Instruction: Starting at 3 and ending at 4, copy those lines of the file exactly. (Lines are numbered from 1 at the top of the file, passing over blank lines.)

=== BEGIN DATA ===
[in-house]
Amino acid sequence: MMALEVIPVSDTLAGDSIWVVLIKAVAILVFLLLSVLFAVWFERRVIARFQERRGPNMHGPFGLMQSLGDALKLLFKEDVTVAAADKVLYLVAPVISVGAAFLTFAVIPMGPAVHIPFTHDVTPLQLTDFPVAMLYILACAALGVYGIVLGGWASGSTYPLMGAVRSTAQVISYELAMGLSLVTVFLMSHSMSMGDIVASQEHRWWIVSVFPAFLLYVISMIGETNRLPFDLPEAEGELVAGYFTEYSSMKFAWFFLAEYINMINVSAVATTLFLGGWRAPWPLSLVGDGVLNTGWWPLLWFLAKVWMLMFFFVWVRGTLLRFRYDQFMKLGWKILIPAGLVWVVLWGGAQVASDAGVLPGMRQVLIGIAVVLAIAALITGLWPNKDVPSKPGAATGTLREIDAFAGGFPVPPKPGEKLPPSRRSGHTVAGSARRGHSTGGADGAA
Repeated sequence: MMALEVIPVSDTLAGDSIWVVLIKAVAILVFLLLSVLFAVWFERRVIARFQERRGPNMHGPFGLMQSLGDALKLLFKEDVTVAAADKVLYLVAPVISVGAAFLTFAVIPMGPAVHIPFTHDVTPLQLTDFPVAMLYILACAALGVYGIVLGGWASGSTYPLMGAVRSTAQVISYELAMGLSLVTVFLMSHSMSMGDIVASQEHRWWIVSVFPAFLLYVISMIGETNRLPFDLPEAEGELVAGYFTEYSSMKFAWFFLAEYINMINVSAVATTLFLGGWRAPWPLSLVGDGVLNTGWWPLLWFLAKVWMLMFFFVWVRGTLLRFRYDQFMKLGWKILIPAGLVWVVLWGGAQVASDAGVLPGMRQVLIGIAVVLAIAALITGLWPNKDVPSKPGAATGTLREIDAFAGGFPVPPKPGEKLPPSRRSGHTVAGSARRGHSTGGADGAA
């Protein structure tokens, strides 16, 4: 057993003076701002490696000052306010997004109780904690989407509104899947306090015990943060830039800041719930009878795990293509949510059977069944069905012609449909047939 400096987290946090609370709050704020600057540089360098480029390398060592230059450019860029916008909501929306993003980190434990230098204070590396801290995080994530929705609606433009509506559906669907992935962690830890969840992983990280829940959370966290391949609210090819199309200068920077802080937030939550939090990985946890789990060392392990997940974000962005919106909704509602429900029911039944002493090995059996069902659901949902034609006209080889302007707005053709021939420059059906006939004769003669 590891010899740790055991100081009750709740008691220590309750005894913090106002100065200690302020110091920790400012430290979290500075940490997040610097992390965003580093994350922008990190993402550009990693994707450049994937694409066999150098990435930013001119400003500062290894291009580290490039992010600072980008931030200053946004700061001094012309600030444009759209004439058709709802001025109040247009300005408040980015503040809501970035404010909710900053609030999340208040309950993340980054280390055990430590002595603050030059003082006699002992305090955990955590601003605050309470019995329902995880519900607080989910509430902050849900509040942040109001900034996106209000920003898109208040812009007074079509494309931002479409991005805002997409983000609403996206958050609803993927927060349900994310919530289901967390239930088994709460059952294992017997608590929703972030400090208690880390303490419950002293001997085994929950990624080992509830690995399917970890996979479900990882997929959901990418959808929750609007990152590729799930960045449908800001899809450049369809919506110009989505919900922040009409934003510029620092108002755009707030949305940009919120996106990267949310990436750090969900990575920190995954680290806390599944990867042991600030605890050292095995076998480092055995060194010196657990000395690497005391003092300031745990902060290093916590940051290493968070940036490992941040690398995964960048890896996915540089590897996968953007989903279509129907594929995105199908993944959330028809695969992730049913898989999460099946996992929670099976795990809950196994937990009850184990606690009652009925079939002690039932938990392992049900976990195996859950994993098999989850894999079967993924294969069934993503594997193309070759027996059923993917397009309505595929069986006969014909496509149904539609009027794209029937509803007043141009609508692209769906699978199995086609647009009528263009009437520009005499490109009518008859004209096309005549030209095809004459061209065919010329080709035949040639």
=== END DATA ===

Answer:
Repeated sequence: MMALEVIPVSDTLAGDSIWVVLIKAVAILVFLLLSVLFAVWFERRVIARFQERRGPNMHGPFGLMQSLGDALKLLFKEDVTVAAADKVLYLVAPVISVGAAFLTFAVIPMGPAVHIPFTHDVTPLQLTDFPVAMLYILACAALGVYGIVLGGWASGSTYPLMGAVRSTAQVISYELAMGLSLVTVFLMSHSMSMGDIVASQEHRWWIVSVFPAFLLYVISMIGETNRLPFDLPEAEGELVAGYFTEYSSMKFAWFFLAEYINMINVSAVATTLFLGGWRAPWPLSLVGDGVLNTGWWPLLWFLAKVWMLMFFFVWVRGTLLRFRYDQFMKLGWKILIPAGLVWVVLWGGAQVASDAGVLPGMRQVLIGIAVVLAIAALITGLWPNKDVPSKPGAATGTLREIDAFAGGFPVPPKPGEKLPPSRRSGHTVAGSARRGHSTGGADGAA
């Protein structure tokens, strides 16, 4: 057993003076701002490696000052306010997004109780904690989407509104899947306090015990943060830039800041719930009878795990293509949510059977069944069905012609449909047939 400096987290946090609370709050704020600057540089360098480029390398060592230059450019860029916008909501929306993003980190434990230098204070590396801290995080994530929705609606433009509506559906669907992935962690830890969840992983990280829940959370966290391949609210090819199309200068920077802080937030939550939090990985946890789990060392392990997940974000962005919106909704509602429900029911039944002493090995059996069902659901949902034609006209080889302007707005053709021939420059059906006939004769003669 590891010899740790055991100081009750709740008691220590309750005894913090106002100065200690302020110091920790400012430290979290500075940490997040610097992390965003580093994350922008990190993402550009990693994707450049994937694409066999150098990435930013001119400003500062290894291009580290490039992010600072980008931030200053946004700061001094012309600030444009759209004439058709709802001025109040247009300005408040980015503040809501970035404010909710900053609030999340208040309950993340980054280390055990430590002595603050030059003082006699002992305090955990955590601003605050309470019995329902995880519900607080989910509430902050849900509040942040109001900034996106209000920003898109208040812009007074079509494309931002479409991005805002997409983000609403996206958050609803993927927060349900994310919530289901967390239930088994709460059952294992017997608590929703972030400090208690880390303490419950002293001997085994929950990624080992509830690995399917970890996979479900990882997929959901990418959808929750609007990152590729799930960045449908800001899809450049369809919506110009989505919900922040009409934003510029620092108002755009707030949305940009919120996106990267949310990436750090969900990575920190995954680290806390599944990867042991600030605890050292095995076998480092055995060194010196657990000395690497005391003092300031745990902060290093916590940051290493968070940036490992941040690398995964960048890896996915540089590897996968953007989903279509129907594929995105199908993944959330028809695969992730049913898989999460099946996992929670099976795990809950196994937990009850184990606690009652009925079939002690039932938990392992049900976990195996859950994993098999989850894999079967993924294969069934993503594997193309070759027996059923993917397009309505595929069986006969014909496509149904539609009027794209029937509803007043141009609508692209769906699978199995086609647009009528263009009437520009005499490109009518008859004209096309005549030209095809004459061209065919010329080709035949040639």